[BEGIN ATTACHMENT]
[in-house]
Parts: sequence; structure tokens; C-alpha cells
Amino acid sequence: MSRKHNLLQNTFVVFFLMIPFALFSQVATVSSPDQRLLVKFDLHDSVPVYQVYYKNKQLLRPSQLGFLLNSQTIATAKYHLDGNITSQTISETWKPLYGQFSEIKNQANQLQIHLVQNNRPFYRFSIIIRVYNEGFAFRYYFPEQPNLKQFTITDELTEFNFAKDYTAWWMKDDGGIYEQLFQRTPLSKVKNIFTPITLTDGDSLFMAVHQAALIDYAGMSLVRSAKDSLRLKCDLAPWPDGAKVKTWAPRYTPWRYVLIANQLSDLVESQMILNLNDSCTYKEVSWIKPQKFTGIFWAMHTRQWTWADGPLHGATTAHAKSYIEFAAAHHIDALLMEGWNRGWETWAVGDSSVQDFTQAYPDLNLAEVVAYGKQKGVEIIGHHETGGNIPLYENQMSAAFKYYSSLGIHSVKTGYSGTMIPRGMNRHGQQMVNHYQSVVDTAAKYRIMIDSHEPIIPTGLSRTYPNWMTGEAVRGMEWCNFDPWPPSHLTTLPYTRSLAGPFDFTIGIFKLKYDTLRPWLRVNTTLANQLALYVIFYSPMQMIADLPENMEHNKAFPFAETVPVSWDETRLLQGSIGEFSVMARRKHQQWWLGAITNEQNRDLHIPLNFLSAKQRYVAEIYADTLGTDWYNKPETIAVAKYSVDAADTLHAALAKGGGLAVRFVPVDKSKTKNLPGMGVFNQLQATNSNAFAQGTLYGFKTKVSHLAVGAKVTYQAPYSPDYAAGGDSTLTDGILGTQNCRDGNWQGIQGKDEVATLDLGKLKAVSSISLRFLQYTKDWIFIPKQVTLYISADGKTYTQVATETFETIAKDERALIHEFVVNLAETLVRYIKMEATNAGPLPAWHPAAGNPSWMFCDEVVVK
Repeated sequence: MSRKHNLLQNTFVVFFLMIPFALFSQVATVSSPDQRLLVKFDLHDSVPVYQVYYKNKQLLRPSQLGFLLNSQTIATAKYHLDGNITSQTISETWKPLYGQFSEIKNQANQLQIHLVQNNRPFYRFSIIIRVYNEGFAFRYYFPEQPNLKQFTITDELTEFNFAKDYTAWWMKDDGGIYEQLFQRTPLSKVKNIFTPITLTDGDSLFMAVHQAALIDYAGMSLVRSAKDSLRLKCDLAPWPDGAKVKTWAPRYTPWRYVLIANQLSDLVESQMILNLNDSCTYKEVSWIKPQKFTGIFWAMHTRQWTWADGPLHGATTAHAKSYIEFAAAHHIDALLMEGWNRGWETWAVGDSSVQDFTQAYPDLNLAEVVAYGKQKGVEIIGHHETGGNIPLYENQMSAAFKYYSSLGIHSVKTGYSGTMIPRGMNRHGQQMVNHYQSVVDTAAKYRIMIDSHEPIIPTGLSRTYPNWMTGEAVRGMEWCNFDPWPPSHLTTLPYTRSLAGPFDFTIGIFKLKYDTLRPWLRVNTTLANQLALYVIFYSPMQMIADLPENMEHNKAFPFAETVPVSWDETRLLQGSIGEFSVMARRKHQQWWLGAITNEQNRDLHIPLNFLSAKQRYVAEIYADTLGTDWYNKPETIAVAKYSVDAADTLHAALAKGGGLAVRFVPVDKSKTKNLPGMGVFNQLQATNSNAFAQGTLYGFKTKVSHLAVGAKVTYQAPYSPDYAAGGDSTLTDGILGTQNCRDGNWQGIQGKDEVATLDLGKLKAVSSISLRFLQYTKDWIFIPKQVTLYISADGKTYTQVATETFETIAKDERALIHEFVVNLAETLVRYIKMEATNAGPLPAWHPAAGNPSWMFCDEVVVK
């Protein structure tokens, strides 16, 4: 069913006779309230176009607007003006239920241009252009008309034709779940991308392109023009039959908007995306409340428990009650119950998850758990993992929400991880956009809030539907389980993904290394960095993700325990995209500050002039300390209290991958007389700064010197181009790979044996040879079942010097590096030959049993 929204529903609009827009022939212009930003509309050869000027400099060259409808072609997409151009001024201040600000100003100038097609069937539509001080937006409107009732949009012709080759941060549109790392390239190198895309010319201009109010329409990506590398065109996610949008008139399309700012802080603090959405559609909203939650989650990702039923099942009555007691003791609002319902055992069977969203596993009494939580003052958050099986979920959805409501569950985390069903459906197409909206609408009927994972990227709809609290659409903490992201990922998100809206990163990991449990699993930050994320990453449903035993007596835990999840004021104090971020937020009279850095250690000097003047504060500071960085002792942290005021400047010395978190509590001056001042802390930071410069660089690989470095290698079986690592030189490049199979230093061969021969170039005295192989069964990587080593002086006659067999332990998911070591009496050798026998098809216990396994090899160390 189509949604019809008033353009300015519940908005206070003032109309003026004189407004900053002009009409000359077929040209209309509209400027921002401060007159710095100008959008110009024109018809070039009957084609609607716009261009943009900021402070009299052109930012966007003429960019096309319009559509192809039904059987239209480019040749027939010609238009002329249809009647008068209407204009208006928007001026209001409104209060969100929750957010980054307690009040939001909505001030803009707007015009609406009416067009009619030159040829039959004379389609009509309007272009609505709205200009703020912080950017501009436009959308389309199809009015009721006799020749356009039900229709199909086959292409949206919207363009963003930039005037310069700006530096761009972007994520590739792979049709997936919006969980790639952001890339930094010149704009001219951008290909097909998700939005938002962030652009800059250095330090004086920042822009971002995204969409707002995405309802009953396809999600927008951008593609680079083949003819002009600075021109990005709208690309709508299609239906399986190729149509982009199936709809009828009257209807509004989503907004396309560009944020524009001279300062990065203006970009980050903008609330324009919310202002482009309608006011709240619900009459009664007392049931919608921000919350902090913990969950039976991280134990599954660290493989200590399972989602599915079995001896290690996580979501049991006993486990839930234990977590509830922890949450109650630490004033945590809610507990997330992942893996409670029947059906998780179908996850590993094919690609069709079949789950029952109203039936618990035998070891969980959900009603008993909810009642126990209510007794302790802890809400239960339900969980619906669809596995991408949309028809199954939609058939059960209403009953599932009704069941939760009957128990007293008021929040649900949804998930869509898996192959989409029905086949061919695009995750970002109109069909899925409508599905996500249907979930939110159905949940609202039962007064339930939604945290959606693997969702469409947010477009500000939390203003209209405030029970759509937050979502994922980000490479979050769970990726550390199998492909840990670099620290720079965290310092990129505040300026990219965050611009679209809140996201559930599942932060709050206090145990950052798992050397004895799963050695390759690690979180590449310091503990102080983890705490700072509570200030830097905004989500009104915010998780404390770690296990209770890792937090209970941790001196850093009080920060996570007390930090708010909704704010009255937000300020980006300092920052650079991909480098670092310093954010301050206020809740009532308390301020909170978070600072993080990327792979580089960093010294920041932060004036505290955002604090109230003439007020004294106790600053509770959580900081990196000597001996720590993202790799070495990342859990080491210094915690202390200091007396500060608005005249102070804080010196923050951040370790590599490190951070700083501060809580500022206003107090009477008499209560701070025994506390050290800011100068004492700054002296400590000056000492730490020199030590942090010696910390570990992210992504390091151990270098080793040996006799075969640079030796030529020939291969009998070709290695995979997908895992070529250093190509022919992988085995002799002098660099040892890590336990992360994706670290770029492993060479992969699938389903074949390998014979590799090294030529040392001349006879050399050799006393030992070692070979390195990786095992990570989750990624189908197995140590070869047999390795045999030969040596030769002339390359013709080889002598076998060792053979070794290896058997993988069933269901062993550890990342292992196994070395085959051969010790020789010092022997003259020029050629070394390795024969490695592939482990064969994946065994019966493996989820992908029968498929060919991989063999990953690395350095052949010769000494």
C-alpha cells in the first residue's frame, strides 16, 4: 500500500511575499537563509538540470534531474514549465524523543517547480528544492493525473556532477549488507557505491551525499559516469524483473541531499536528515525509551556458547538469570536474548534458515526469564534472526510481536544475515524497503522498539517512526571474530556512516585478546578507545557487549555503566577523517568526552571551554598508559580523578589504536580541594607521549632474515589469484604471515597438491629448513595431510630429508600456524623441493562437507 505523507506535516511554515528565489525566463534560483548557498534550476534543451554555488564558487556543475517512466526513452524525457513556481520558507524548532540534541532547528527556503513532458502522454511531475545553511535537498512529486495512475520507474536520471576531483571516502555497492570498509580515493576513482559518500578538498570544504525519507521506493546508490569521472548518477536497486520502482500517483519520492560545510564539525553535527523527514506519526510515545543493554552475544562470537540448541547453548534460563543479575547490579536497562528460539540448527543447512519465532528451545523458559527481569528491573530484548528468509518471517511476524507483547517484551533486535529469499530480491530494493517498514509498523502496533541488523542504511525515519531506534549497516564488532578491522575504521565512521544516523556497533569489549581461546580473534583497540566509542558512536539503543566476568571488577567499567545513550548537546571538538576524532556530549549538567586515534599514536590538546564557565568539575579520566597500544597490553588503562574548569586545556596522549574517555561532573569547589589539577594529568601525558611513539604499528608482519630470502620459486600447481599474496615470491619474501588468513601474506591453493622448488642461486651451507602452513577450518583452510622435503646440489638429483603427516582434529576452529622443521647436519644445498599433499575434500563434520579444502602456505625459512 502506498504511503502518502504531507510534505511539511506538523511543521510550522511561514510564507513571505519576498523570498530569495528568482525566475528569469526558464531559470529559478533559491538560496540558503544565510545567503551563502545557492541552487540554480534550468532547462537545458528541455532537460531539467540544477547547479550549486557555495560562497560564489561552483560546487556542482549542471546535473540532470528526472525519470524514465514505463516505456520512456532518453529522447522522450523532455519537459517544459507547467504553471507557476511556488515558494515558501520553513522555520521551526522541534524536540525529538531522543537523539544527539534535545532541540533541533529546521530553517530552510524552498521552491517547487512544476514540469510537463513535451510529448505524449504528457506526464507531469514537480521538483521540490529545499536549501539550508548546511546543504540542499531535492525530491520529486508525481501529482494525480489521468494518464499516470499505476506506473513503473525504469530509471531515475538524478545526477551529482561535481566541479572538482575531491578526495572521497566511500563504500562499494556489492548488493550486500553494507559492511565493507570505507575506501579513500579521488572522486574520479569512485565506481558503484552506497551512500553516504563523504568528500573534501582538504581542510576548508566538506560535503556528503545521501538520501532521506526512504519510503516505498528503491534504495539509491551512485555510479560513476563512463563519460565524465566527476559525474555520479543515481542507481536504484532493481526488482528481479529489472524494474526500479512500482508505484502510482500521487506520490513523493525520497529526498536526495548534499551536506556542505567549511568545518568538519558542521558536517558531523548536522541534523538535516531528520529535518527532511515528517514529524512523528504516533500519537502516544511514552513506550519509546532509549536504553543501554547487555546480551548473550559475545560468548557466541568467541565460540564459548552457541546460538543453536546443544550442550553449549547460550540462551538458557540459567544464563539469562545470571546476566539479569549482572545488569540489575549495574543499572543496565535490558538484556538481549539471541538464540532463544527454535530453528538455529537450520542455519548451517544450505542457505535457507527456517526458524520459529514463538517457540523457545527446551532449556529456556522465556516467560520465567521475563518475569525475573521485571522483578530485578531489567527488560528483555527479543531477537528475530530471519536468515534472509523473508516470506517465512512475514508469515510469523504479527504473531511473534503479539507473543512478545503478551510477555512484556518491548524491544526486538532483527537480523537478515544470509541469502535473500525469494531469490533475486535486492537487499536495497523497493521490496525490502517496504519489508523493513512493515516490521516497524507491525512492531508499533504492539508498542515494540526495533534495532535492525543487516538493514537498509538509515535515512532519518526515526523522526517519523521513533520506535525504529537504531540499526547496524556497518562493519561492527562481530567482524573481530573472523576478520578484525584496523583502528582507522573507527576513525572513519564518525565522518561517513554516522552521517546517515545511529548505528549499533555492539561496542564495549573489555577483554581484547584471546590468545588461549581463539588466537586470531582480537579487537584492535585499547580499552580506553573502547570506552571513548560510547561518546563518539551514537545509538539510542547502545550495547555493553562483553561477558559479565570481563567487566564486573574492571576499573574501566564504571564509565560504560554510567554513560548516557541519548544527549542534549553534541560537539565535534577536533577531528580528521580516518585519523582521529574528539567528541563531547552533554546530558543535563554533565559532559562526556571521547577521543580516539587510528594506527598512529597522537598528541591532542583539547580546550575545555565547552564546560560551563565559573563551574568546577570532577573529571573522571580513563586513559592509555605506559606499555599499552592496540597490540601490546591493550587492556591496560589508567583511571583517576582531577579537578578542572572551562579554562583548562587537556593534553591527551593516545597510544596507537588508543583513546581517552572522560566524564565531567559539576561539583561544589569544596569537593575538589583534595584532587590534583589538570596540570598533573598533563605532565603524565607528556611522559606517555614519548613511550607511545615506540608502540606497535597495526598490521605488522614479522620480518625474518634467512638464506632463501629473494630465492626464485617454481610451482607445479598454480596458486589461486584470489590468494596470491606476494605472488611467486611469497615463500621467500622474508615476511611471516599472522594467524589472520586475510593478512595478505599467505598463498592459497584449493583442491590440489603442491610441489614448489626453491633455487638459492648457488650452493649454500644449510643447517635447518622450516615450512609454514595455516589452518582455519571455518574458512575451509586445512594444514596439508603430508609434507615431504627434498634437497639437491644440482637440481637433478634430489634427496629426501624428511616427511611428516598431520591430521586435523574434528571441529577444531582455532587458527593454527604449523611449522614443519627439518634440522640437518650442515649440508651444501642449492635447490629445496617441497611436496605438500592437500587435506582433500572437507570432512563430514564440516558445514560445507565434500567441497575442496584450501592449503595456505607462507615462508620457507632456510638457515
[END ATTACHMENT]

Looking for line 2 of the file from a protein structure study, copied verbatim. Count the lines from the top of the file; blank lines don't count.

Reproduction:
Parts: sequence; structure tokens; C-alpha cells